Does it really matter which way you hang a Kandinsky? According to a study by George Mather at the University of Sussex, the answer is yes:
Experiment 1 asked whether naïve observers can appreciate the correct orientation (as defined by the artist) of 40 modern artworks, some of which are entirely abstract. Eighteen participants were shown 40 paintings in a series of trials. Each trial presented all four cardinal orientations on a computer screen, and the participant was asked to select the orientation that was most attractive or meaningful. Results showed that the correct orientation was selected in 48% of trials on average, significantly above the 25% chance level, but well below perfect performance. […]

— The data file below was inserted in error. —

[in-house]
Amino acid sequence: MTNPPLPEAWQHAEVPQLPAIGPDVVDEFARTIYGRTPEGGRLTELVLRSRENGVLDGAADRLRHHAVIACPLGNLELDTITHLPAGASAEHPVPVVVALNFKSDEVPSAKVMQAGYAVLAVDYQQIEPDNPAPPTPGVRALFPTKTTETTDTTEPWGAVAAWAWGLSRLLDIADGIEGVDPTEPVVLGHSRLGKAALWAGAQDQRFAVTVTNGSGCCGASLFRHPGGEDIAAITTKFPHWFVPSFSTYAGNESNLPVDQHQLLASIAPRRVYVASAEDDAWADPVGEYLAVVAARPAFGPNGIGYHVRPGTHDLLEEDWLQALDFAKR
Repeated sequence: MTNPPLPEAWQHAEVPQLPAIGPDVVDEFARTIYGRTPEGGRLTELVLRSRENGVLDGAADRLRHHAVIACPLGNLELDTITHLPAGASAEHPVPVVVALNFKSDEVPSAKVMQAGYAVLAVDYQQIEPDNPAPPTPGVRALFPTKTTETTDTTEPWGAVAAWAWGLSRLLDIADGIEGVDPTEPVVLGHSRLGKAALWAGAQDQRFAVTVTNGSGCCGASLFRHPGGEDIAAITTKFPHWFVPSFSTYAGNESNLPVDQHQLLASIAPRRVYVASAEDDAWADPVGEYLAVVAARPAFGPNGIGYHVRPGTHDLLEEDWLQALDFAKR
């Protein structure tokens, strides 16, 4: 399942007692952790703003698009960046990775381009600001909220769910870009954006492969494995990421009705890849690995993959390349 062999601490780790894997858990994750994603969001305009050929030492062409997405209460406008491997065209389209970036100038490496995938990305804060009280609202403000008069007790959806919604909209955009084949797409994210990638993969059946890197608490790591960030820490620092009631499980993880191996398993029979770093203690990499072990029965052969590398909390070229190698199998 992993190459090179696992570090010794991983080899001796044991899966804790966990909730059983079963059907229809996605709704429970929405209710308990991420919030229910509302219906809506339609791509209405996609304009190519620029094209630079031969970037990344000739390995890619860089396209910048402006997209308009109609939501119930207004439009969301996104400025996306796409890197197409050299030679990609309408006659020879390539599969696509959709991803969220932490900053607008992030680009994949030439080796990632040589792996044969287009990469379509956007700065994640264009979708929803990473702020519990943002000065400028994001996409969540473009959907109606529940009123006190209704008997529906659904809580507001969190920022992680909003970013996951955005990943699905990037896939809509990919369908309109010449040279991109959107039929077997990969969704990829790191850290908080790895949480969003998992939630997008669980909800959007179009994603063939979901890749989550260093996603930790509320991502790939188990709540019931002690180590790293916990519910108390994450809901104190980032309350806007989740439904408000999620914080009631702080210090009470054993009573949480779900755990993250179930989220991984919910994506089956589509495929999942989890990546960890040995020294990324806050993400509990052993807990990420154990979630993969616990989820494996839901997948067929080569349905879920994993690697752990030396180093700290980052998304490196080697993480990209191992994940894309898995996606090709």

For some paintings, orientation judgements were quite consistent, despite a lack of meaningful content. The origin of these orientation judgements remains to be identified.
Almost half the time, we can tell if an artwork is upside-down. Perhaps there’s a similar gut feeling that tells us when there’s a bug in a game or meta-commentating feature, like in Glitchhhiker.